Recently I received a text message from a life long friend telling me that she put my name down as a reference for a new job. Naturally, I was flattered that she thought of me because I love to boast about how great my friends are in a work, home, school, mother, wife, etc environment. She then called me and told me about her new job she has and am I interested in learning about it? Of course I told her yes and went to a neighboring city to attend an orientation.
First off, I am not very good at dressing professionally. Growing up I some how missed that “dress cute and stylish” gene and would show up to school in stripes, plaid and polka dots. Oh wait, that was just the other day… Anyway, I thought long and hard about what to wear to this orientation. I decided on tights (to cover up my knee to ankle full color leg tattoo), a pencil skirt (Hustler pink plaid skirts are not acceptable I would guess), and this blue sparkly (SHINY!) soft shirt and a belt to add “fashion” and flats because I fell off my high heels a few weeks back and my ankle is still swollen. Upon further investigation, my tights had a run in them and I had make-up under my eyes. Classssy!
I show up at the fancy office building and everyone is in suits and dressed as if they are going to a huge powerful meeting on how to take over the world. I realize my error (forgetting a jacket to cover my arm tattoos) when the (older) lady at the front desk’s eyes glaze over my arms and hover on my pretty ink. Her attitude, once friendly and welcoming shifted a bit once she realized I may be a hooligan. I asked her, “Do I need to get a jacket? To cover my tattoos?” Realistically I realize I should have done this in the first place, but honestly, I did not really think about it. After being confronted in such a manner she said, “No,” but I didn’t really trust her answer. I accepted it and sat down. I was wearing an ankle brace over my tights and how it happened (Melbourne Shuffle in High Heels. Error). This sparked a new conversation of the pros and cons between wedges, heels and Toms. For a minute I thought I could definitely work in an environment that has such animated discussions about shoes.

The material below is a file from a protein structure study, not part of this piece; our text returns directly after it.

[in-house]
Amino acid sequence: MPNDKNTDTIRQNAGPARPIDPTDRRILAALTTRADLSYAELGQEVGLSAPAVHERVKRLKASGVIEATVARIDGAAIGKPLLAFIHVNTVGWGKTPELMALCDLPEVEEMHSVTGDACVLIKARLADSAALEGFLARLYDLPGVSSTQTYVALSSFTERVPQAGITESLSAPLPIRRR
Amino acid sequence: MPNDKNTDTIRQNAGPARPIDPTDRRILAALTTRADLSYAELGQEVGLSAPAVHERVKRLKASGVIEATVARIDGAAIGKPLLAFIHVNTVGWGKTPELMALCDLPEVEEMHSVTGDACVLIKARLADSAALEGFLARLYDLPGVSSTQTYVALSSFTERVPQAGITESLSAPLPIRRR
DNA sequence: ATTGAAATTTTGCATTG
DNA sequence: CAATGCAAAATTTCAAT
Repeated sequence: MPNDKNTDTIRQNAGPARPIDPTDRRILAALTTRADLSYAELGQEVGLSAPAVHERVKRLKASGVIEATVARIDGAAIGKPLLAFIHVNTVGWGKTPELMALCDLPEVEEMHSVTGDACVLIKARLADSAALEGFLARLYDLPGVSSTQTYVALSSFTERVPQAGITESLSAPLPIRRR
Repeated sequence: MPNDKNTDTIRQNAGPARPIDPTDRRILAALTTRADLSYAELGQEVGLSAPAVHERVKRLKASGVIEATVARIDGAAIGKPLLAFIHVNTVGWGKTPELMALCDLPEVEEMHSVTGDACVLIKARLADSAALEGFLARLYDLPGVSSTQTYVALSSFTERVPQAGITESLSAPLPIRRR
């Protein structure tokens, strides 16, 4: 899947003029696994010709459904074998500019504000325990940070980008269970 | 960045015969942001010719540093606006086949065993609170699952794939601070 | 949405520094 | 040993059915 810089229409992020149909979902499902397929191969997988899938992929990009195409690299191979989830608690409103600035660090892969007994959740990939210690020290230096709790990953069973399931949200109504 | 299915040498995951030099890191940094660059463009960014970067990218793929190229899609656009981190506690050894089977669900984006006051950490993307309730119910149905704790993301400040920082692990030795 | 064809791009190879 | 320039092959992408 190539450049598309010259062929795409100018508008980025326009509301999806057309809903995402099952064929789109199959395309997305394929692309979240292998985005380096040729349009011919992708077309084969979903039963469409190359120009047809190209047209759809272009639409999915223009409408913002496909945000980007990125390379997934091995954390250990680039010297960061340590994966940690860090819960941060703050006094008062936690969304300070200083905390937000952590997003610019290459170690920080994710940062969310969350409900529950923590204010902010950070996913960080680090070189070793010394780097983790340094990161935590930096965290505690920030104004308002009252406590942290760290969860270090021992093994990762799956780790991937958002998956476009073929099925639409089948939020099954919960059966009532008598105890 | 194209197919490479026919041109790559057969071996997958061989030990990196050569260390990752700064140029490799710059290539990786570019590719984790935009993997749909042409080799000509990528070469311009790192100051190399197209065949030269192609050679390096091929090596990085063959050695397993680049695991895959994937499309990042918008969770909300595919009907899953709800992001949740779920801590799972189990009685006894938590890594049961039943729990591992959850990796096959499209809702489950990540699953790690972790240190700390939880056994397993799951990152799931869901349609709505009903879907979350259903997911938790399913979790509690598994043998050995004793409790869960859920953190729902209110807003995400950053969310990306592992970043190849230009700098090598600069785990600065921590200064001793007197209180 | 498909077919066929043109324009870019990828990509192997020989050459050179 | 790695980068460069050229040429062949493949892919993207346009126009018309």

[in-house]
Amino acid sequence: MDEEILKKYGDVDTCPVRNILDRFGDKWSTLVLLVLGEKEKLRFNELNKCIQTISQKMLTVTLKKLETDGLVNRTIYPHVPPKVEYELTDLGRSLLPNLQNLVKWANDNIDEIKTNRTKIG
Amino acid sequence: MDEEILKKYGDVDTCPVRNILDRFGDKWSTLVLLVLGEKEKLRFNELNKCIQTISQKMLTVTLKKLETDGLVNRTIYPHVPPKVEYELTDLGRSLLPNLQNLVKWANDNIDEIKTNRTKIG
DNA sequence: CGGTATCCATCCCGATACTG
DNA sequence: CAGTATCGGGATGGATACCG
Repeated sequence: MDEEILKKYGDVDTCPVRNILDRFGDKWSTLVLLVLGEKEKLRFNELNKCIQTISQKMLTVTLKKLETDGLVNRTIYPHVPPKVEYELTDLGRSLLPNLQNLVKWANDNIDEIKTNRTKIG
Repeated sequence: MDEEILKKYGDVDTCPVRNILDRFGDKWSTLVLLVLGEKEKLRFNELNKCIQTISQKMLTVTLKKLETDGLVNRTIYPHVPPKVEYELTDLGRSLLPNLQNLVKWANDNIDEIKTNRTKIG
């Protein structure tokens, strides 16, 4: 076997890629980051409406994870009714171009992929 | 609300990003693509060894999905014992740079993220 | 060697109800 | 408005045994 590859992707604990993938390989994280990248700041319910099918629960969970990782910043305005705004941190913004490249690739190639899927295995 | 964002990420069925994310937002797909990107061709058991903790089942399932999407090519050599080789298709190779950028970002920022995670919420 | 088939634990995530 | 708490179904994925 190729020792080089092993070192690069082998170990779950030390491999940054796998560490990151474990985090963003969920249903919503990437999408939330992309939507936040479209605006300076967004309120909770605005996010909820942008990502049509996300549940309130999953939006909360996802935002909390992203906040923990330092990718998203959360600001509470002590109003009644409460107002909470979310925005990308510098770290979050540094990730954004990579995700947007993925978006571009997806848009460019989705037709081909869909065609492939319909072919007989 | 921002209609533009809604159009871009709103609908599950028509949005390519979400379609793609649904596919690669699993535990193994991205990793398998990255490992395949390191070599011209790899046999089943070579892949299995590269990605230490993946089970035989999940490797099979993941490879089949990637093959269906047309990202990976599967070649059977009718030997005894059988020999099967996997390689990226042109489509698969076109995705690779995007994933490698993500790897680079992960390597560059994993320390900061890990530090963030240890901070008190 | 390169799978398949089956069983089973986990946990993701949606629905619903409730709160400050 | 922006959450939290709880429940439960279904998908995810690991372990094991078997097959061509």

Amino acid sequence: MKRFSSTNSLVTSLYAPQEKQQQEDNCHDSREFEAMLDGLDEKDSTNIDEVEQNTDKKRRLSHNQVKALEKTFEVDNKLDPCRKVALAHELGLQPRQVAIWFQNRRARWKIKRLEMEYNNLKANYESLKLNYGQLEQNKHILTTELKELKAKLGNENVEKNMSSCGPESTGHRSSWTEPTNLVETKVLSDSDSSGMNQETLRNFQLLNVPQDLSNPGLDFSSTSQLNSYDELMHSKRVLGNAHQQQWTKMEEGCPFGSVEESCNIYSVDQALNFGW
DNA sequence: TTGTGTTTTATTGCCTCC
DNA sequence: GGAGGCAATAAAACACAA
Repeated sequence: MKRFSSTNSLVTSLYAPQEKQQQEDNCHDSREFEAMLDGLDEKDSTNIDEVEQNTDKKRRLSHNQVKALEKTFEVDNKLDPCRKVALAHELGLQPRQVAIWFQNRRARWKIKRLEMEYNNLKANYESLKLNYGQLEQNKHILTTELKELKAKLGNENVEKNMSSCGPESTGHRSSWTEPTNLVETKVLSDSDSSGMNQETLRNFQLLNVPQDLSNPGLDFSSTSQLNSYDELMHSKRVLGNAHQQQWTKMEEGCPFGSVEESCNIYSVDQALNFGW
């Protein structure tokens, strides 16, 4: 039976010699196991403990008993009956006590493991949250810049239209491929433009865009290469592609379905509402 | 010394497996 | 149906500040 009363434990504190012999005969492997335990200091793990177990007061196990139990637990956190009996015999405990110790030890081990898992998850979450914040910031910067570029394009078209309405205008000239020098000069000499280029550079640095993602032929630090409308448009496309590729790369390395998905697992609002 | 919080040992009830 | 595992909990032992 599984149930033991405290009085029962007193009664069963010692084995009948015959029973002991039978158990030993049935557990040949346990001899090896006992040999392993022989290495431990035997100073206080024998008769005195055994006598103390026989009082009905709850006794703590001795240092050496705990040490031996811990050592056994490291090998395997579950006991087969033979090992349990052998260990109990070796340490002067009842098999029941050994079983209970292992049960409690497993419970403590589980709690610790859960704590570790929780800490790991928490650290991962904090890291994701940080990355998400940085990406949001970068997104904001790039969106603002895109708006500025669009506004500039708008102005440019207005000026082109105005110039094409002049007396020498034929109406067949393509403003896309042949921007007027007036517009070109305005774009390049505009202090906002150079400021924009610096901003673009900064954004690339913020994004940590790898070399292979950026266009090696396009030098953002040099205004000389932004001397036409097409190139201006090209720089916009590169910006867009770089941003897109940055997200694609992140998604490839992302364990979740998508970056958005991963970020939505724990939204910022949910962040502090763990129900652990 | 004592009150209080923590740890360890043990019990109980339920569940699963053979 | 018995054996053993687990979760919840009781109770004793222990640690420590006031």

Mr. Big Wig came in the room and gave us a tour of the office. He pointed out glossy photos of people who married within the company and boasted about their achievements’ and how much money they made. He also showed us pictures of “Football Rings” we can earn when we reach so much money per year as income. I could care less about what other people have done, who they have married or how much money they make. I don’t envy people who make more than I do (probably because everyone makes more than I do) and I don’t like gaudy rings that remind me of the ring from Ace Ventura.
By this point, the burrito I had for dinner started to upset my stomach and I suddenly looked 3 months pregnant. The newbie’s and I had to go mingle with the people who make more money than we do and those people proceeded to tell me how much better they are than me and mock my earning potential and encourage me to be self employed and my own boss. I am pretty sure that isn’t what they said exactly, but that is how I took it. Everyone was slightly shifty and maintaining eye contact was a task that should have been easy. One lady, who advanced crazy fast in the business tried to lure me back by giving the company business. I saw through her little ploy. She only wanted my work number if I came back again. Uh-huh. If you really wanted cabinets, you would have taken down the number. Networking is key, but she didn’t fully understand the whole networking process. For example, if she chose to get her cabinets done by us then she would have access to everyone at the office plus who ever else to try to sell insurance packages too. No, she wanted my number only IF I came back. She asked if I had any questions and I promptly asked for the bathroom. I had sweat trickling down my back and my hair was sticking to my neck. I felt light headed and dizzy and was ready to pass out or throw up at any moment.
Eventually after coming out of the bathroom, sitting through a painfully long orientation complete with slides, three speakers and the torture of breathing in cologne that somebody insisted on taking a bird bath in; I realized that I am happy being broke. I didn’t care for their pushy behavior, them attempting to make me feel inferior because I don’t make $25.00/hour and the promise of making 6 figures a year. I heard something once upon a time… “If it sounds too good to be true, it usually is.”
That is my motto and I’m sticking to it.